1. Modern Baseball - Holy Ghost
  2. Pinegrove - Cardinal
  3. PUP - The Dream Is Over
  4. Chance The Rapper - Coloring Book
  5. The Hotelier - Goodness
  6. Parker Millsap - The Very Last Day
  7. Kanye West - The Life of Pablo
  8. JANK - Awkward Pop Songs

I really, really love the first five albums here and I'm sure they will be around the top of my EOTY list when 2016 is over with. My sixth, seventh and eighth selections don't inspire the same passion, but I enjoyed them enough to rank them. Thinking through this list, I realized I haven't listened to many albums this year overall -- probably only to about 20 or so, at least enough to consider them for a list like this. 

Read More

Suburbia I've Given You All and Now I'm Committing This to Memory

Suburbia I've Given You All and Now I'm Committing This to Memory

I saw Motion City Soundtrack play a show for the final time on June 16.

Motion City was never my favorite band, but they were consistently amongst the groups I listened to most often in high school and throughout my first couple years of college. They have at least three albums (I Am The MovieCommit This To MemoryMy Dinosaur Life) out of their six studio releases that I would place in my own library of personal classics, and another record (Even If It Kills Me) that stands as an underrated off-course maneuver during a time when pop-punk bands were zig-zagging all over the place; it's interesting as a time capsule of post-radio/post-MTV era pop-punk and an even more interesting LP to revisit.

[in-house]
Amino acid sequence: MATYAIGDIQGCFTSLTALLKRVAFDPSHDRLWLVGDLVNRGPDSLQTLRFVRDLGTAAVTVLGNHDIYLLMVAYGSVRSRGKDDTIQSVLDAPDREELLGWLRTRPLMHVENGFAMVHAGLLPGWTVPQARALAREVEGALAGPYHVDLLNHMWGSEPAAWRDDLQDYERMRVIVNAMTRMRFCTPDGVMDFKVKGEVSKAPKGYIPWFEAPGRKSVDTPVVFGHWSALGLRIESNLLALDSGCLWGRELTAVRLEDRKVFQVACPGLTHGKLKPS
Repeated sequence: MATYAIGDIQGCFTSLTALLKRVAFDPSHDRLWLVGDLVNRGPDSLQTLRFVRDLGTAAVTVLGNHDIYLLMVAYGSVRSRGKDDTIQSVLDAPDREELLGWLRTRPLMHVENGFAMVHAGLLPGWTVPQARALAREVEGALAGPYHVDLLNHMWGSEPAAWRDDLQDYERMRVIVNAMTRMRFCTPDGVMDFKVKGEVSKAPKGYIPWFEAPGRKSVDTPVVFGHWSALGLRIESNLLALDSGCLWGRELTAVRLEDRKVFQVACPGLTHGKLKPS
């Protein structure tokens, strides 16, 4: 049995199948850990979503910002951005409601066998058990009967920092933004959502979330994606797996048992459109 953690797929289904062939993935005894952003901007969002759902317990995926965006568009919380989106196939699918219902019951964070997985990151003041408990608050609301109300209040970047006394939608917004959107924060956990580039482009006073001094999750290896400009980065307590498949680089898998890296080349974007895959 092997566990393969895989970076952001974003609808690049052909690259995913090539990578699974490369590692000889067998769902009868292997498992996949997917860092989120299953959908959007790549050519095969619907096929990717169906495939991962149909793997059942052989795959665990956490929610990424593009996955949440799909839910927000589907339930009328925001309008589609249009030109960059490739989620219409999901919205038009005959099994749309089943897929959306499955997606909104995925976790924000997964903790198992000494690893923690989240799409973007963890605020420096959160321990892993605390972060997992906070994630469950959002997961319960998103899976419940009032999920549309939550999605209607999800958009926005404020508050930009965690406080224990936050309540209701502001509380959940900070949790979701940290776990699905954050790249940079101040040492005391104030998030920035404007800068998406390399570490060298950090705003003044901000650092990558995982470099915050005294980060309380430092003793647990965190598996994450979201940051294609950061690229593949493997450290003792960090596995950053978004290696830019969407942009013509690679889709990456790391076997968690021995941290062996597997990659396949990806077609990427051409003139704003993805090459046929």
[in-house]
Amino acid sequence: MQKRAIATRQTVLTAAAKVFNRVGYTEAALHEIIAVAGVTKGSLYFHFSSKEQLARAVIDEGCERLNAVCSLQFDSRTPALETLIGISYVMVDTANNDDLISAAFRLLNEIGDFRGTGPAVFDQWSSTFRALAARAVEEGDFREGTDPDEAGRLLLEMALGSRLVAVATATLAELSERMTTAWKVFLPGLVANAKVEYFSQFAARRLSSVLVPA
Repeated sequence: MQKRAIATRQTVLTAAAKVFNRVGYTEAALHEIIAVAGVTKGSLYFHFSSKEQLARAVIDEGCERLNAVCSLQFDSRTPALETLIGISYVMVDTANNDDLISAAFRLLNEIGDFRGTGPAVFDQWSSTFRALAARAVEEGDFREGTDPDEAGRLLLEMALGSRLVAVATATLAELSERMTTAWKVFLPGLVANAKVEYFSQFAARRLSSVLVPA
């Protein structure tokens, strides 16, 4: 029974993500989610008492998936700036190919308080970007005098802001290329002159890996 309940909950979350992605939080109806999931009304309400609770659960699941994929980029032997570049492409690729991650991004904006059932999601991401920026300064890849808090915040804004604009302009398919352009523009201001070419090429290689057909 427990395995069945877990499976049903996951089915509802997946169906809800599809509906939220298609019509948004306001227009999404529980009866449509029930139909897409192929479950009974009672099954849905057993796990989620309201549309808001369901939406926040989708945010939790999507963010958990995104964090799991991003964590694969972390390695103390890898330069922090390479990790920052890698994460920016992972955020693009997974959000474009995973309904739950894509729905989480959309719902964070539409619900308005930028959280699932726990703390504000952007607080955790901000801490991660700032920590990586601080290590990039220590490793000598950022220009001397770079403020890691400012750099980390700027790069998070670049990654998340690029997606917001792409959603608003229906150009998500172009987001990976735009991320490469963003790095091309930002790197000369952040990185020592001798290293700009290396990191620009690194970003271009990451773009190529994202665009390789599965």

All this to say, the "death" of Motion City Soundtrack seems like it should really bother me. They were meaningful to me and released multiple albums that are securely lodged in the way I will retrospectively identify myself, from a musical vantage point, as a young adult. Yet their breakup doesn't bother me much, which I am somewhat surprised to realize. I got semi-emotional for a moment during "Make Out Kids" at their show, and I got shivers during the end of "Let's Get Fucked Up and Die" like any normal person would, but other than that, I was totally fine. I didn't "prepare" for my farewell to the band in advance and I didn't mourn losing them as I took the train home. 

Read More

Modern Baseball: Still with us the whole way

Modern Baseball: Still with us the whole way

A friend of mine recently asked me for a recommendation on an up-and-coming pop-punk-ish band for her to check out. There are no shortage of pop-punk-ish bands, duh, but this came with a specific context. Being 26 years old now -- and my friend is slightly older -- finding a band in that genre that also keeps pace with your interests / hopes / desires / worries / general mindset becomes a fair challenge.